using a Marxist analysis.luxury and yet are driven by a constant need for more and more stuff to buy. settle everywhere. "Lately. It's no surprise that the best . or the iPhone 4S a year before that? Is it a real need. "Americans came to take it for granted that property would be widely diffused. exploitative jobs. Marx. in the 20th century. Morgan Chase and small famers have been replaced by the likes of Archer Daniels Midland. we know big business is here to stay. argued that market power would actually be centralized in large monopoly firms as businesses increasingly preyed upon each other. that the trend Marx foresaw began to accelerate." It was only later.P. This might have struck his 19th-century readers as odd: As Richard Hofstadter writes. And what do you know? No less an authority than the Wall Street Journal warns. and rising productivity has allowed companies to grow without doing much to reduce the vast ranks of the unemployed.S. Corporate profits are on a tear. recovery has been displaying some Marxian traits. is already becoming centralized. The tech world. he'd nod in recognition. Marx wrote those words in 1848. after a recession. that economic and political power would decentralized. too. 4. "The need of a constantly expanding market for its products chases the bourgeoisie over the entire surface of the globe. "It must nestle everywhere. the U. however. small community banks have been replaced by global banks like J. as well as the incessant demand for more natural resources. Walmart (Monopoly) The classical theory of economics assumed that competition was natural and therefore self-sustaining." While this may seem like an obvious point now. Consider the iPhone 5S you may own." he wrote. and this is easiest to do when there are too many workers floating around. Politicians give lip service to what minimal small-business lobby remains and prosecute the most violent of antitrust abuses – but for the most part. 5." which he explained simply using classical economic techniques: Capitalists wish to pay as little as possible for labor. Big Profits (The Reserve Army of Industrial Labor) Marx believed that wages would be held down by a "reserve army of labor. megacorporations are creating entire advertising campaigns around the idea that we should destroy perfectly good products for no reason. Thus. with big corporations sucking up start-ups as fast as they can. If Marx could see this kind of thing. And he wasn't just right about what ended up happening in the late 20th century – he was right about why it happened: The relentless search for new markets and cheap labor." That's because workers are terrified to leave their jobs and therefore lack bargaining power. or an invented one? While Chinese families fall sick with cancer from our e-waste. Today. establish connections everywhere. Low Wages. because workers are too scared of unemployment to quit their terrible. when globalization was over a century away. mom-and-pop shops have been replaced by monolithic big-box stores like Walmart. we would predict that high unemployment would keep wages stagnant as profits soared. Is it really that much better than the iPhone 5 you had last year. 3. are beasts that demand constant feeding. The IMF (The Globalization of Capitalism) Marx's ideas about overproduction led him to predict what is now called globalization – the spread of capitalism across the planet in search of new markets.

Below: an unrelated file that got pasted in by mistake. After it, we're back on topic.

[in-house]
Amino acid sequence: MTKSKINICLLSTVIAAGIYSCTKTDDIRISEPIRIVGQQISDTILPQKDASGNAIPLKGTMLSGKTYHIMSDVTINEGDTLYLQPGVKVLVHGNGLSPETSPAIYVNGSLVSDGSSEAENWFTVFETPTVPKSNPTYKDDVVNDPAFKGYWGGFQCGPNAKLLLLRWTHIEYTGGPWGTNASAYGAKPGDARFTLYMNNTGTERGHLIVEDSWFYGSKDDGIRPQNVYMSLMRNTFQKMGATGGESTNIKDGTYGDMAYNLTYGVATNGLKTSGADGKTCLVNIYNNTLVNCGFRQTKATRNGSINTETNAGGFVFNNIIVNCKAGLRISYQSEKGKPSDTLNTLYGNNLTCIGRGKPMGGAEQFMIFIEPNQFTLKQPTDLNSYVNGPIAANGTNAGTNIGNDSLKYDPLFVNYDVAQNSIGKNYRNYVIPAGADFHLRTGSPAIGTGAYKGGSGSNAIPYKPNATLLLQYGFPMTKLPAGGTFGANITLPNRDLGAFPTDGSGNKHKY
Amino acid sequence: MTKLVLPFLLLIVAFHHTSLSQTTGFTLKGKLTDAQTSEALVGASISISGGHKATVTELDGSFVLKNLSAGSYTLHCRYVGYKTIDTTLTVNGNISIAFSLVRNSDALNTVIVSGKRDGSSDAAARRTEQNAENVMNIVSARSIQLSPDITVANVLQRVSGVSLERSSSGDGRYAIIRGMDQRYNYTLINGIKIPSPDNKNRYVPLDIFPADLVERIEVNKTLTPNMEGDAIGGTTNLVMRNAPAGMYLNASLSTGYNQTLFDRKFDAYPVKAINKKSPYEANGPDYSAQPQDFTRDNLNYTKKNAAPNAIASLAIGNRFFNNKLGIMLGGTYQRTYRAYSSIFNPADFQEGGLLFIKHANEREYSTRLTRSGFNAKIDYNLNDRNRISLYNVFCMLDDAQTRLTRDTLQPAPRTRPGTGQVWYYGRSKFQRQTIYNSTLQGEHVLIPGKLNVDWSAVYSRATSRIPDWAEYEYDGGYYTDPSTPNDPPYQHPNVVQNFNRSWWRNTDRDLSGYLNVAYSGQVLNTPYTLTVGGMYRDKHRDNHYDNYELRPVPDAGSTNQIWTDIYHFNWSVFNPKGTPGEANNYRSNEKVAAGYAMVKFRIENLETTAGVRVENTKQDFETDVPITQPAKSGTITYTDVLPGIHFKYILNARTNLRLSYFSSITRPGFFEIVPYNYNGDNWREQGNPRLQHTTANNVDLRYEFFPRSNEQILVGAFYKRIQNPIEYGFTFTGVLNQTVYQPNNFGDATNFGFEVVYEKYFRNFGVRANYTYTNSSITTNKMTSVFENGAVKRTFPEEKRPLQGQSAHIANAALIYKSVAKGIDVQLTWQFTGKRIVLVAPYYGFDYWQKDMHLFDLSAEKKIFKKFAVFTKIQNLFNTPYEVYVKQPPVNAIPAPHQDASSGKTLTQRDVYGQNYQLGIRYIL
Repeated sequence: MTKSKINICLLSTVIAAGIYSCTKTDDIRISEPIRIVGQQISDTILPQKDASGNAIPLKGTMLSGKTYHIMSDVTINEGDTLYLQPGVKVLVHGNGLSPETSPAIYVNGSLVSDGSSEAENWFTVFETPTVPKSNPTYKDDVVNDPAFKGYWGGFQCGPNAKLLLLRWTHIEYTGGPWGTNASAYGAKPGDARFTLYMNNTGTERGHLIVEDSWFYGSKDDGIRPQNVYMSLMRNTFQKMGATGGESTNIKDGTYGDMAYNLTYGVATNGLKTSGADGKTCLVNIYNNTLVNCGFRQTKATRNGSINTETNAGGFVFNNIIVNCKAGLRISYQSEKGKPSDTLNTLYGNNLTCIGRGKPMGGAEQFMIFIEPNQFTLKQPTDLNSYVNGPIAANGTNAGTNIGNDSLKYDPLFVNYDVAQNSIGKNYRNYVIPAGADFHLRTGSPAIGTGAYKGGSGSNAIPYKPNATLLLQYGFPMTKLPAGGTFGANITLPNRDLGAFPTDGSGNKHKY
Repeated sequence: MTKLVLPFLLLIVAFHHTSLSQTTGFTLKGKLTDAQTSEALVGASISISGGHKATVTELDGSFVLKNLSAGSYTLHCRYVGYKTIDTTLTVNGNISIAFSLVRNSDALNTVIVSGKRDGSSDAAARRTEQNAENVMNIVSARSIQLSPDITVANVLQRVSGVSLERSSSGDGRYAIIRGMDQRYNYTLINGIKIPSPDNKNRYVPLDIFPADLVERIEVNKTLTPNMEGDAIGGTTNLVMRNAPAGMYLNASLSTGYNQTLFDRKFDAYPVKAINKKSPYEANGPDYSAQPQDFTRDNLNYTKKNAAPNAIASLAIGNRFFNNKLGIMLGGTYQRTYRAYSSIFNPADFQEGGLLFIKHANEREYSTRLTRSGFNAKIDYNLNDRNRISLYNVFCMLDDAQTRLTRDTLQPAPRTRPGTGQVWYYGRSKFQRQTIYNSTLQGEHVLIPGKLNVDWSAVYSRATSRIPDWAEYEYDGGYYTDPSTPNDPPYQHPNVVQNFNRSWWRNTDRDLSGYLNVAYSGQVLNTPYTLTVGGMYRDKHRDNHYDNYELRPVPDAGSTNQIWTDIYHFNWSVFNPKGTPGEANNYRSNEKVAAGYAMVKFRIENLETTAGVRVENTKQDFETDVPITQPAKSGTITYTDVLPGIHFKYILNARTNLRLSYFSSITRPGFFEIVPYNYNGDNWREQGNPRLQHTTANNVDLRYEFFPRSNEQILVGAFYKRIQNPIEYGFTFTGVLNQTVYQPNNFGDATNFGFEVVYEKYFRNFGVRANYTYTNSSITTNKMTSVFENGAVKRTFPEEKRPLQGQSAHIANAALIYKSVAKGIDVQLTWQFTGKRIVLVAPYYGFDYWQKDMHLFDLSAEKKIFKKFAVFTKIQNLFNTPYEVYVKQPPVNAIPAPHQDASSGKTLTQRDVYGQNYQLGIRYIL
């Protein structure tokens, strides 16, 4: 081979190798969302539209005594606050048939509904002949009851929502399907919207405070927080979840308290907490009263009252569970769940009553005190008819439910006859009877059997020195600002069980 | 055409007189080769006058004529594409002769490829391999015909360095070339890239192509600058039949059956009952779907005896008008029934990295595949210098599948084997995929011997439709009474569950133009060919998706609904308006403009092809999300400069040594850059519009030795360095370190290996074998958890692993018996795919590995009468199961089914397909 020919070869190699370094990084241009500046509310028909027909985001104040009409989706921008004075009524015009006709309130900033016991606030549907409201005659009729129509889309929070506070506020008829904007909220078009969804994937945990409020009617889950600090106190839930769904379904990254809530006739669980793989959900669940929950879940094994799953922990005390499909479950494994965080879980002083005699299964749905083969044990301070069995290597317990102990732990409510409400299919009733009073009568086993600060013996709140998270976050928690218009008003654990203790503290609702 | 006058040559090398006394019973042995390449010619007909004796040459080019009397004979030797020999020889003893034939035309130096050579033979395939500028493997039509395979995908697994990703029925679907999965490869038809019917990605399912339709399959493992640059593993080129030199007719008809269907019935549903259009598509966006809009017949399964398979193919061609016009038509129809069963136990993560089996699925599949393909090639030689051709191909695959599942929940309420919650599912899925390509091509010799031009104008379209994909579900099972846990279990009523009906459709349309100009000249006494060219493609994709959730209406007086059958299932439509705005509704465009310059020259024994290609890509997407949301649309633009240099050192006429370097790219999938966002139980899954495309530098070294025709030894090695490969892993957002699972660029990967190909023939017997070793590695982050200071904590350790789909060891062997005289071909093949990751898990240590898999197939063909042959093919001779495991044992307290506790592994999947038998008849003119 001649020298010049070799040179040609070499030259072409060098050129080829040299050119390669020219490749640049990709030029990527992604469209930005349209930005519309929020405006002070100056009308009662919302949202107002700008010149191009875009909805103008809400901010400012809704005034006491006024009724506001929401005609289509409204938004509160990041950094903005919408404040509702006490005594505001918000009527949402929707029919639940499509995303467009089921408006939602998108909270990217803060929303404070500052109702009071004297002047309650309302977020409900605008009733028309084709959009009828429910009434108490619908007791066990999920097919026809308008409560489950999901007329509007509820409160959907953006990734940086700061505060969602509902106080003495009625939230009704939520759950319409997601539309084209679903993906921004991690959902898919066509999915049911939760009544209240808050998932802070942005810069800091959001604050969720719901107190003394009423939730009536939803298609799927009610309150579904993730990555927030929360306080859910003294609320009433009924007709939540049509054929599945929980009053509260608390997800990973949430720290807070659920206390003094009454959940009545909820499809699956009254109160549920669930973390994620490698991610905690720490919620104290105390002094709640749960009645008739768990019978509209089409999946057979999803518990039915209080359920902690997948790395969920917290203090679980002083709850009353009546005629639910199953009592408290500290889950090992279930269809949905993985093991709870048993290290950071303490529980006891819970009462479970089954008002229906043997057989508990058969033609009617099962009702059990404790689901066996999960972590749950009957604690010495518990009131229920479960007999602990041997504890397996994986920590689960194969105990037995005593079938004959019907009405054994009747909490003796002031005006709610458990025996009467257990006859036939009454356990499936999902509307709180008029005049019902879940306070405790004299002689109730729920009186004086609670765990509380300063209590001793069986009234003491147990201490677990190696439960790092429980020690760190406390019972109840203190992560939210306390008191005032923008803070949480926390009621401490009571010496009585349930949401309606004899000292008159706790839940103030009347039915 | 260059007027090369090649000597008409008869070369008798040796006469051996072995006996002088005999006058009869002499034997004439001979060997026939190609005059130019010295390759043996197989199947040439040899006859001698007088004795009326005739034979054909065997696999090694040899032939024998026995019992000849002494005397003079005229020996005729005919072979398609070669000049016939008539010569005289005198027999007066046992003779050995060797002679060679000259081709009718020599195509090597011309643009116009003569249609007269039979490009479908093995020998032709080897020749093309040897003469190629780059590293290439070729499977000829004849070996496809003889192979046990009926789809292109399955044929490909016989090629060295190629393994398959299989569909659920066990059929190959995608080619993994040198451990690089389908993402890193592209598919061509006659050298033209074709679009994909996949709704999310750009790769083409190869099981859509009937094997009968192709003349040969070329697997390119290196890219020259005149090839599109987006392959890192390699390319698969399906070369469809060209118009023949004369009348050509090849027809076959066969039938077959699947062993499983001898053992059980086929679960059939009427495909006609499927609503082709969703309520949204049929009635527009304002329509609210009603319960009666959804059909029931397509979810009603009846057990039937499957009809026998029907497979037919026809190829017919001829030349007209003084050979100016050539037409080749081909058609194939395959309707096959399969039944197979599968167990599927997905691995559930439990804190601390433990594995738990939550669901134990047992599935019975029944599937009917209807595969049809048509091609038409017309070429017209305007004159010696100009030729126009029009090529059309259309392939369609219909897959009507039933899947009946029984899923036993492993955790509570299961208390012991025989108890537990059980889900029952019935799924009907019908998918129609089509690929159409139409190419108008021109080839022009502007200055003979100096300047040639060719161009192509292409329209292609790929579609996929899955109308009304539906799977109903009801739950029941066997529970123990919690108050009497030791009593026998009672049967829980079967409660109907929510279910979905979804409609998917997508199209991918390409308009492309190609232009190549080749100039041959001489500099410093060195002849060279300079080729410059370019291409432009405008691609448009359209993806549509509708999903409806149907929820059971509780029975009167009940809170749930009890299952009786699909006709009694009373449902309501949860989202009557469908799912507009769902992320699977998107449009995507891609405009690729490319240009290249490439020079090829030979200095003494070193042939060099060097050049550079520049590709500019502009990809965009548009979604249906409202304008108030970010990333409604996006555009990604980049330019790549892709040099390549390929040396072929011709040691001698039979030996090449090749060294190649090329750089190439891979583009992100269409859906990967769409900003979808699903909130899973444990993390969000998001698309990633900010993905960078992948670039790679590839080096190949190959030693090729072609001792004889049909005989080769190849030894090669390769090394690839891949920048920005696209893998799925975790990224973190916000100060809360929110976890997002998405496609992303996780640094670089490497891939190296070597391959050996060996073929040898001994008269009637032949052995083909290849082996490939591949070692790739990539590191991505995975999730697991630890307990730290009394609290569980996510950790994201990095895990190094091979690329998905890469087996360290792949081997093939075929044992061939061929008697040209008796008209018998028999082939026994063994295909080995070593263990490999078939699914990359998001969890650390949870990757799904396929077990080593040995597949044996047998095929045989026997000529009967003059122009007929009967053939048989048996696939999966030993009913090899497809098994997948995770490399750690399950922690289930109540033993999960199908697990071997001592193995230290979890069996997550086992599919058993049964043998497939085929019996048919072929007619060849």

" Today. but because he is inescapable." has yet to lose its potency. When he argued for a progressive income tax in the Communist Manifesto. there is scarcely a country without a progressive income tax. where the richest 85 people have more wealth than the poorest 3 billion. you have nothing to lose but your chains. and it's one small way that the U. But his work still shapes our world in a positive way as well. As Robert L. not because he is infallible. the famous cry. Now. . in a world of both unheard-of wealth and abject poverty. "We turn to Marx. Most of his writing focuses on a critique of capitalism rather than a proposal of what to replace it with – which left it open to misinterpretation by madmen like Stalin in the 20th century.S. no country had one. In Conclusion: Marx was wrong about many things. Marx's moral critique of capitalism and his keen insights into its inner workings and historical context are still worth paying attention to. tries to fight income inequality. therefore. Heilbroner writes.time for equitable growth is during times of "full employment." when unemployment is low and workers can threaten to take another job. "Workers of the world unite.